I have seen in some places applications of Shamir secret sharing and lagrange interpolation mixed with bilinear pairings, however I fail to understand how this works. For instance, here I find the statements:

  1. $pk_{common} = \sum_{i=1}^{t+1} l_{i}*pk_{i}$
  2. $e(h, pk_{common})$

If $pk_{common}$ is a point in some $\mathbb{G}$, how can a lagrange interpolation result (the polynomial or an evaluation for $x=0$) transform into a suitable point that can be used in the pairing function?

  • $\begingroup$ I'm missing where you're getting confused; $pk_i$ and $pk_{common}$ are points in $\mathbb{G}$, and $l_i$ are integers; computing $pk_{common}$ from $pk_i$ and $l_i$ is straight-forward; and as $pk_{common}$ is a point in $\mathbb{G}$, it is a valid input to $e$. Are you asking how we come up with the $l_i$ values? $\endgroup$ – poncho Feb 21 at 14:04
  • $\begingroup$ @poncho "Are you asking how we come up with the $l_{i}$ values?" Most probably yes. Because from the wikipedia definition, those are "lagrange basis polynomials". So I suppose $pk_{i}$ is a point and $l_{i}$ is a scalar, but then I don't understand how this connects with the definition of the lagrage interpolation. PS: Are you the author of the blog post? $\endgroup$ – shumy Feb 21 at 14:21

Are you asking how we come up with the $l_i$ values?" Most probably yes

How we find these values is pretty much standard Shamir Secret Sharing, and has nothing directly to do with the pairing we'll do later.

To do a quick review, in Shamir Secret Sharing, we pick a finite field, and a $t$ degree polynomial $P$ (whose constant term is the secret we'll share, and the rest of the terms are random [1]. We generate shares by assigning each share a nonzero index $i_j$ (which can be public), and the value $y_j = P( i_j)$, that is, the polynomial evaluated at the index.

Now, if we know $t+1$ shares, we know enough to reconstruct the polynomial (and thus the constant term, which is the secret); the standard way to do this is to not bother computing the entire polynomial, but instead just compute the values:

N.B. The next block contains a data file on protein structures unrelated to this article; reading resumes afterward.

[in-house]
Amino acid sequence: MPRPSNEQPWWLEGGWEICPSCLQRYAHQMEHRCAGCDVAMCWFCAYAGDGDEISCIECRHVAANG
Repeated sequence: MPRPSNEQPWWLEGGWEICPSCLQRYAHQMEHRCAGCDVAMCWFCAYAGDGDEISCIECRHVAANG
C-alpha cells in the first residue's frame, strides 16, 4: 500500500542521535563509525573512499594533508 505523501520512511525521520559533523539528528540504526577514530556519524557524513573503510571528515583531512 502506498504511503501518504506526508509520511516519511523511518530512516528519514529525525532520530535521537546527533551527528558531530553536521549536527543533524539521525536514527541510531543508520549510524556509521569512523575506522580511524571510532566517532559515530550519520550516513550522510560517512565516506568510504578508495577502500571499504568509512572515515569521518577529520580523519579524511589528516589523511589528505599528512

$$l_j = \frac{\prod_{k=1,...,t+1, k \ne i}-i_k}{\prod_{k=1,...,t+1, k \ne i}i_j-i_k}$$

And, this we can reconstruct the secret as:

$$s = \sum_{i=1}^{t+1} l_j y_j $$

If you go through the math, you'll find that this value $s$ is precisely the constant term of the polynomial $P$.

The $l_j$ values are precisely what you are asking about.

Now, the standard Shamir method has the secret (and the coefficients of the polynomial) being elements of the finite field; what this paper does is tweak things a bit by making the secret, the rest of the coefficients and the secret $y_j$ values being elliptic curve points (one way of thinking of it is that, instead of having the secret being a value $s$, it is actually the point $sG$). They then have the finite field that the $i_j$ values work in being $GF(q)$, where $q$ is the prime order of the curve. Because the above algorithm never needs to multiply two different $y_j$ values, this all works out.

[1]: Note: we allow the high order term of the polynomial to be 0. Standard terminology would state this would be a $t-1$ or lower degree polynomial; however, we need to allow this case to provide for the informational security that Shamir provides.

  • $\begingroup$ "instead of having the secret being a value $s$, it is actually the point $sG$". OK, that enlightened my doubts. $\endgroup$ – shumy Feb 22 at 9:53

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